Warwick trees have made headlines over the years – whether for being the victims of a macroburst that cut power to some sections of the city for day in Aug. 4, 2015, for their status as some of the largest and oldest in the state or for their ornamentation at the Warwick Public Library and lining West Shore Road in Conimicut.
This Saturday, Warwick trees will take on another role when the New England Chapter of the International Society of Arboriculture holds its 30th annual Tree Climbing Championship at the Masonic Youth Center overlooking Greenwich Bay off Long Street.
The event, starting as early as 6:45 a.m. with different challenges throughout the day, is open to the public at no charge, and there will even be an opportunity for kids to do some tree climbing.
“It’s an absolutely beautiful park,” said Heather Leff, executive director of the chapter, when asked why Warwick was selected as the site for the competition.
Six trees in the vicinity of the pavilion will be used for the championship, with crews arriving on Friday to make arrangements at each of the “stations.” As Leff explained, the 37 climbers, five of whom are women, will be divided into five teams of seven to eight competitors. While the climbers are competing individually, the purpose of placing them in teams is directed at moving all of them through each element of the competition.
Leff said most of the contestants do tree climbing as part of their job, although with the growth of recreational climbing, there are also a number of rock climbers who have taken up tree climbing. She said most range in age from 18 to 40 year olds, although from time to time there are some “old geezers.”
Leff said camaraderie builds between the contestants, who encourage each other even though they are all looking to win the coveted title of New England champion and a chance to compete in the grand finale, known as the International Tree Climbing Championship, to be held this summer in Knoxville, Tennessee.
Leff describes tree climbing as akin to rock climbing with the use of ropes and specialized gear. Safety is foremost, she said, with the gear of each climber being inspected and approved before they are eligible to compete. Also, measures are taken to ensure spectators are not in areas where they might be hurt by descending climbers or falling branches.
Of the climbing categories, the Aerial Rescue where a climber has to climb up to a 240-pound dummy and then safely lower it to the ground as if it were an injured person is one of the most challenging events.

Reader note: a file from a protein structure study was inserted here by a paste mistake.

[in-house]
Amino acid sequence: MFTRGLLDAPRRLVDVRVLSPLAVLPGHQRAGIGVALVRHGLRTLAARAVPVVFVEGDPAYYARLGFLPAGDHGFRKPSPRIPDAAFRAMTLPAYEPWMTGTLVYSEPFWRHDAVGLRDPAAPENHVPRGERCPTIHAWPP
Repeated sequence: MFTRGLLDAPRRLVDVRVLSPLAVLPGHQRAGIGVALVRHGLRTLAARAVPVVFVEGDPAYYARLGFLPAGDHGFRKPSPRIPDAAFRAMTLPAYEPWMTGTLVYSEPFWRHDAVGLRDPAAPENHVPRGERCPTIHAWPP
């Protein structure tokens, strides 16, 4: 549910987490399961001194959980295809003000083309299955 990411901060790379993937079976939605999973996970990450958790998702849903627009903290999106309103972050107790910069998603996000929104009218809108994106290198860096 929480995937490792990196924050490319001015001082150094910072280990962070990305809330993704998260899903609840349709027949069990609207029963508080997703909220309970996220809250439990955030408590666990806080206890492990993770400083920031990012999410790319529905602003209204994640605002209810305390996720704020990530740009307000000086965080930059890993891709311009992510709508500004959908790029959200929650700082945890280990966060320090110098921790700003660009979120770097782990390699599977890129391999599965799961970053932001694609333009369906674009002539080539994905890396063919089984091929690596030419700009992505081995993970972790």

“It’s designed to mimic what could happen in the field,” Leff said.
Other categories within the competition include the belayed speed climb, work climb, ascent event, throwline and master’s challenge.
In order to successfully complete a category, such as the work climb, contestants will need to reach a ring a bell positioned high in the tree limbs. In the ascent event, climbers will demonstrate different methods of climbing, and in the throwline, climbers will be standing on terra firma. From the ground, they will hurl a rope with a weighted end over different limbs above them.
At each station, judges will be scoring contestants. Overall, Leff said the event depends on the work of 50 volunteers.
As for the involvement of children – not as competitors, but simply to get the feel of climbing or test their own skills – Leff said 10 high school students would be on hand to assist. Children who want to try climbing will be given instruction and outfitted with a harness. There’s no age restriction for kids, but Leff said weight and height are factors. The kids’ tree climb is from 10 a.m. to 1 p.m.
Times may vary depending on weather, but at this point preliminary events are slated to run from 6:45 a.m. to 1 p.m. The master’s challenge, which includes the finals, is from 2 to 5 p.m. The results and awards will be announced from 5 to 6 p.m. The rain date is Sunday, June 2.
The New England Chapter of the International Society of Arboriculture offers opportunities for the professional development of the region’s certified arborists through educational workshops, training, public service and events. Through these professional activities, the chapter helps members to enhance their technical proficiencies and stay abreast of technical/scientific developments in the field of arboriculture. Additionally, chapter encourages members to engage with the general public and to share with them the science, art and research of arboriculture.
For more information, visit newenglandisa.org.